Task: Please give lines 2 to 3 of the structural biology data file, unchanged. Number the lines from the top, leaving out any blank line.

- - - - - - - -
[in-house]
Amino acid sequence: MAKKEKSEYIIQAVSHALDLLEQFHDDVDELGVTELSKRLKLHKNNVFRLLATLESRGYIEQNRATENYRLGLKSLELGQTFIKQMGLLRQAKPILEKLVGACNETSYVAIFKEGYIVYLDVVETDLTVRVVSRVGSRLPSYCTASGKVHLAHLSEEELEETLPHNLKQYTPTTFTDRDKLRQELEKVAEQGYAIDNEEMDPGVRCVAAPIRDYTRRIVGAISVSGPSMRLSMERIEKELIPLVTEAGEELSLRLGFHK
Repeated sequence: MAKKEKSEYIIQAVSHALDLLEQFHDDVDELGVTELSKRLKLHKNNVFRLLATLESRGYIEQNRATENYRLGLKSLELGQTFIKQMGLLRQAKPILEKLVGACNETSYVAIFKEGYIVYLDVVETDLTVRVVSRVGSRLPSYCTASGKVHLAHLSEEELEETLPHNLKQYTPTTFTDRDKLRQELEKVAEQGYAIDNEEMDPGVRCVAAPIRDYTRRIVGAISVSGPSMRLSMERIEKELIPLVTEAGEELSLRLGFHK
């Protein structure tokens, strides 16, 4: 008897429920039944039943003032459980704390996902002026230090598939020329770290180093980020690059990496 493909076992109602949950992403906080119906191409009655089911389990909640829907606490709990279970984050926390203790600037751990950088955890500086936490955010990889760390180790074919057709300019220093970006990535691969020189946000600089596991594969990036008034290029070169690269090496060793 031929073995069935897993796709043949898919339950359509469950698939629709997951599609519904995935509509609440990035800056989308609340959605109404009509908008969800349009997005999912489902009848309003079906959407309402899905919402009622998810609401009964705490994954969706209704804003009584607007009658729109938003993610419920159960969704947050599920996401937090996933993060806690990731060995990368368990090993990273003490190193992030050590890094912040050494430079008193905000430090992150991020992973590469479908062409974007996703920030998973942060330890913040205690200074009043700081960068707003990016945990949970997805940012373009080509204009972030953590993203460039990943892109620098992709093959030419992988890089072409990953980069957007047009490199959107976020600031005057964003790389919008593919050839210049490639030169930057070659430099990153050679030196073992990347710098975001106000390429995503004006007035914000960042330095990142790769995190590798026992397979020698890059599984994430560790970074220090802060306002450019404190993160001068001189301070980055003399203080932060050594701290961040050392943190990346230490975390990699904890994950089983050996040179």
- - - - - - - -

Amino acid sequence: MAKKEKSEYIIQAVSHALDLLEQFHDDVDELGVTELSKRLKLHKNNVFRLLATLESRGYIEQNRATENYRLGLKSLELGQTFIKQMGLLRQAKPILEKLVGACNETSYVAIFKEGYIVYLDVVETDLTVRVVSRVGSRLPSYCTASGKVHLAHLSEEELEETLPHNLKQYTPTTFTDRDKLRQELEKVAEQGYAIDNEEMDPGVRCVAAPIRDYTRRIVGAISVSGPSMRLSMERIEKELIPLVTEAGEELSLRLGFHK
Repeated sequence: MAKKEKSEYIIQAVSHALDLLEQFHDDVDELGVTELSKRLKLHKNNVFRLLATLESRGYIEQNRATENYRLGLKSLELGQTFIKQMGLLRQAKPILEKLVGACNETSYVAIFKEGYIVYLDVVETDLTVRVVSRVGSRLPSYCTASGKVHLAHLSEEELEETLPHNLKQYTPTTFTDRDKLRQELEKVAEQGYAIDNEEMDPGVRCVAAPIRDYTRRIVGAISVSGPSMRLSMERIEKELIPLVTEAGEELSLRLGFHK